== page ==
The Museum of HP Calculators

HP Forum Archive 11

 Poll - How long did it take you to gel with RPN/RPL?Message #1 Posted by Jeremy on 20 Mar 2003, 6:26 p.m. Me? about a week of constant daily use. When I first came here, I saw all the posts cracking on algebraic and thought: "Wow, these guys are kind of racist." Now that I have been using RPN/RPL for a while, algebraic seems awkward. Now I have to actually THINK for a second to remember how to do algebraic calculations. Let's hear your 'transfer to the dark side' stories. ;) -Jeremy

 Re: Poll - How long did it take you to gel with RPN/RPL?Message #2 Posted by Chan Tran on 20 Mar 2003, 7:22 p.m.,in response to message #1 by Jeremy The HP25 was the first calculator I had so that doesn't apply.

 Re: Poll - How long did it take you to gel with RPN/RPL?Message #3 Posted by Bill Platt on 20 Mar 2003, 8:28 p.m.,in response to message #1 by Jeremy Got my 11-C in 10th grade, and was very excited about it---Read the manual (what a cool manual that was!) with my 8th grade brother looking over my shoulder. My first calculator, but had used my fathers TI SR-71? much previously. The concept of the stack was such an natural and obvious advantage that I remember it being an epiphany of sorts. Perhaps more telling was that my brother played with the calculator that one day, and then, having never used it again, borrowed it from me one day many months later, and he had no problem. RPN had "stuck" to him like glue. He bought a 12-C when he got to college and has used it ever since. (Normally, my calculator had very little "borrowing" demand since classmates would always be saying "where's the *^&\$ sign!)

 Re: Poll - How long did it take you to gel with RPN/RPL?Message #4 Posted by Karl Schneider on 20 Mar 2003, 11:18 p.m.,in response to message #3 by Bill Platt "My first calculator, but had used my fathers TI SR-71? much previously." I remember being enthralled by a TI SR-51-II in the late '70s (similar to TI-59?). Being formerly in the USAF, I can assert with confidence that the SR-71 is a high-performance reconnaissance/spy aircraft that set speed and altitude records which still might stand today. I don't find it difficult to go back and forth between AOS and RPN, having used AOS calc's from 1978 until getting a HP-15C in late 1983 after experimenting with the HP-41C in 1981. I've bought the 28C, 48G, and 49G in the past year, and am still only semi-competent with RPL.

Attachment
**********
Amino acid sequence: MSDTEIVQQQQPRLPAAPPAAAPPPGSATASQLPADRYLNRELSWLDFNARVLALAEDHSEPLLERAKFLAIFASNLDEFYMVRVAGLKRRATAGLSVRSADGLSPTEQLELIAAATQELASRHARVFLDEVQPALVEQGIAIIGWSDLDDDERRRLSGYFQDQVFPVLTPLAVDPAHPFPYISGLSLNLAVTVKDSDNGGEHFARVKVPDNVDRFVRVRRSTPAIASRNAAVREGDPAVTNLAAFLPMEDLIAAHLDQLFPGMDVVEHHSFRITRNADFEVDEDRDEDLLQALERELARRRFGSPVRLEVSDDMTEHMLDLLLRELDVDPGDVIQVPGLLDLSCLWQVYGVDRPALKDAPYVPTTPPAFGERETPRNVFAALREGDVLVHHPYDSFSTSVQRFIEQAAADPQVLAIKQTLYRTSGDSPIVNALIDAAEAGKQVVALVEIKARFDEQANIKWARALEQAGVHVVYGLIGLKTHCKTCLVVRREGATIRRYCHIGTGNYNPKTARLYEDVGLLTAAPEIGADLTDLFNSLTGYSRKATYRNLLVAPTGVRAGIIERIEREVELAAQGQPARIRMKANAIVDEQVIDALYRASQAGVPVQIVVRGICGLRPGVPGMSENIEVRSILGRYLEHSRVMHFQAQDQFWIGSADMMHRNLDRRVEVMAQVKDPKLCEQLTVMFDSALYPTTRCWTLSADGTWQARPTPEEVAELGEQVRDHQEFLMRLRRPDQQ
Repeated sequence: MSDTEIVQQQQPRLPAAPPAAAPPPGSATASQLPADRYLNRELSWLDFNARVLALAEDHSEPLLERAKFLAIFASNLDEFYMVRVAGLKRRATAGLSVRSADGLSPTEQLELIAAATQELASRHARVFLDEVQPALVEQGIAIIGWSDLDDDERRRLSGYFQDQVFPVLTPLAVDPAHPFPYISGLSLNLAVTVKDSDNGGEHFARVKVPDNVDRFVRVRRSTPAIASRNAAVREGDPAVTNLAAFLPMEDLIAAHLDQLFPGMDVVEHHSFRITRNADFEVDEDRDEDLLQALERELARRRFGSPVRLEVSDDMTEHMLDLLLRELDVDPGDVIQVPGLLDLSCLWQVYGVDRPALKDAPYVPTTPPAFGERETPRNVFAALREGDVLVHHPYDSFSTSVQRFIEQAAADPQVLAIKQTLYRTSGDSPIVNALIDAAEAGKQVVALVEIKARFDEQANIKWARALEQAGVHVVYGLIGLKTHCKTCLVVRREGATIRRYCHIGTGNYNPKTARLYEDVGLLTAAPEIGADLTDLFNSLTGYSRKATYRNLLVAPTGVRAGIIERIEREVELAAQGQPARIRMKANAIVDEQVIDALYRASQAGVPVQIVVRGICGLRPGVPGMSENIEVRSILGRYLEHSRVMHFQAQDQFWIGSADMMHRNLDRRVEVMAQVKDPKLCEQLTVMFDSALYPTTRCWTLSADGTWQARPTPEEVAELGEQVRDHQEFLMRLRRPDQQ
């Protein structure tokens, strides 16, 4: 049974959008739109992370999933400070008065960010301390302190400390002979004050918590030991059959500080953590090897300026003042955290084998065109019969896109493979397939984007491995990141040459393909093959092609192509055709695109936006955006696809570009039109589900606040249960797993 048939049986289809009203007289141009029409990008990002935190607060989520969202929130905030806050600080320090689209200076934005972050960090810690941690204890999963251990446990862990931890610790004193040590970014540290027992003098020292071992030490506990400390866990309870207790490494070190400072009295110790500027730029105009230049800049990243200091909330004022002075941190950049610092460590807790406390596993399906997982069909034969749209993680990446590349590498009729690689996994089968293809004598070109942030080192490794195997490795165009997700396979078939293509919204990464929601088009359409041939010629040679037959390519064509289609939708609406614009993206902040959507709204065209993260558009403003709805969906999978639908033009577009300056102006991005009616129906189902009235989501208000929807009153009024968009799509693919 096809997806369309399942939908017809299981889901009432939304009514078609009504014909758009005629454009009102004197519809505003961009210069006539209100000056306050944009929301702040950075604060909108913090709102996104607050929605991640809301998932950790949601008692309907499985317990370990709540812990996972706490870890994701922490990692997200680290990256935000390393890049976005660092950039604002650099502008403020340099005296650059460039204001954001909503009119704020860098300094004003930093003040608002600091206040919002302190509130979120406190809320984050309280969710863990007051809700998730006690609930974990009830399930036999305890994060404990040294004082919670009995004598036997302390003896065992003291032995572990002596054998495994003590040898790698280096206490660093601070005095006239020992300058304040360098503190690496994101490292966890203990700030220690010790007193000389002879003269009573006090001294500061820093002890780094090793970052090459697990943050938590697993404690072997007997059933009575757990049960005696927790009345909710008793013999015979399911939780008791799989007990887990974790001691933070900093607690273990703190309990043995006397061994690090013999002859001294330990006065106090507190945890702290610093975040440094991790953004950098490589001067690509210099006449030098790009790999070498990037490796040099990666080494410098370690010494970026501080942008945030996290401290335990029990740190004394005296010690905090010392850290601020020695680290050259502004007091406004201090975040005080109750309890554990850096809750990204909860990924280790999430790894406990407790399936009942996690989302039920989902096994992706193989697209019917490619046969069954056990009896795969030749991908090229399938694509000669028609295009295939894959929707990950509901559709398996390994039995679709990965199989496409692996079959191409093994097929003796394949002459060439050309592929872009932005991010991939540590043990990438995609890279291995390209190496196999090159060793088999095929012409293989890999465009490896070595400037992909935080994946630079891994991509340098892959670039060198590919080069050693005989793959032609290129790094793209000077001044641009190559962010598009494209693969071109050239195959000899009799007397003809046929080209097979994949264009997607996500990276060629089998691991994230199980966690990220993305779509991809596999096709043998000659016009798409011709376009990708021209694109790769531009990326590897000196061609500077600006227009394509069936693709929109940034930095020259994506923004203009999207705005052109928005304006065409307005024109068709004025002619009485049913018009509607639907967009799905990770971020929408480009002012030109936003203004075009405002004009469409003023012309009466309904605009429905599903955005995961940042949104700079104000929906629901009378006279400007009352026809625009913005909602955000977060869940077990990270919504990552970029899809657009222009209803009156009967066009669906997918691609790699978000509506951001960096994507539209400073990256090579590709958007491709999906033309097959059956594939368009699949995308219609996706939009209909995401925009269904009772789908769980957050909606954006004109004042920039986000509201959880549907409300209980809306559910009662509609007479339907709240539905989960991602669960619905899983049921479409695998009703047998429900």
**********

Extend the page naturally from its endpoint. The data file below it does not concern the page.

Re: Poll - How long did it take you to gel with RPN/RPL?Message #5 Posted by Larry Corrado, USA (WI) on 20 Mar 2003, 8:34 p.m.,in response to message #1 by Jeremy It was easy for me. In 1966, I went right from a slide rule to a Friden EC-132, a gigantic desktop which used RPN, and in fact had the whole stack visible right on the oscilloscope-sized CRT screen. It was nice: you could see exactly what was going on when you performed an operation. When I got my HP-21 at work in '76, it was no problem.

 Re: Poll - How long did it take you to gel with RPN/RPL?Message #6 Posted by GS Leong on 20 Mar 2003, 9:03 p.m.,in response to message #1 by Jeremy I was 15 when I got my hp21, it took me about a week I used the excellent examples in the users manual.

 Re: Poll - How long did it take you to gel with RPN/RPL?Message #7 Posted by Richard Garner on 20 Mar 2003, 10:57 p.m.,in response to message #1 by Jeremy My first HP was the 41CX in college 1982, late in the semester close to finals. It took me about a week to get the basics down and during finals I was bouncing between it and a TI-59 that I had picked up on clearance from an Ardans department store that was going out of business. From that point on I very rearly use that other type, and when I do, I have to really think about how to use them. I love RPN and will never give it up.

 Re: Poll - How long did it take you to gel with RPN/RPL?Message #8 Posted by Vieira, Luiz C. (Brazil) on 21 Mar 2003, 12:06 a.m.,in response to message #1 by Jeremy Hi; I had a TI57 in 1978 as my first calculator and it took me a couple of days to "master" the basics of AOS. I remember I tried an HP21 at that time and I found it awkward to use. Later I bought an HP41C with a memory module. I had seen many TI machines at that time - TI58, TI59 - but I also saw an LCD-type calculator and felt amazed with that. So HP offers the HP41: alphanumeric and LCD display type. It took me less than a week to undertand and use RPN efficiently, but it took me longer to program it with the same efficiency. I could repeat and enhance the examples, but I wasn't able to write a program from scratch. I remember that ISG and DSE were the "last barrier", together with the flags' concept. I cannot remember my first efficient program, but I remember it took me so much to "master" RPN programming that I was too tired to celebrate. I wrote a lot of user-requested programs for the HP's, but I felt myself comfortable with direct access resources. I wrote a few programs for my own, and they remind internal functions: no interactive input, no labeled output. Like when you compute SIN, or LN, or y^x... Wow! It's been a long time ago... Cheers. Luiz C. Vieira - Brazil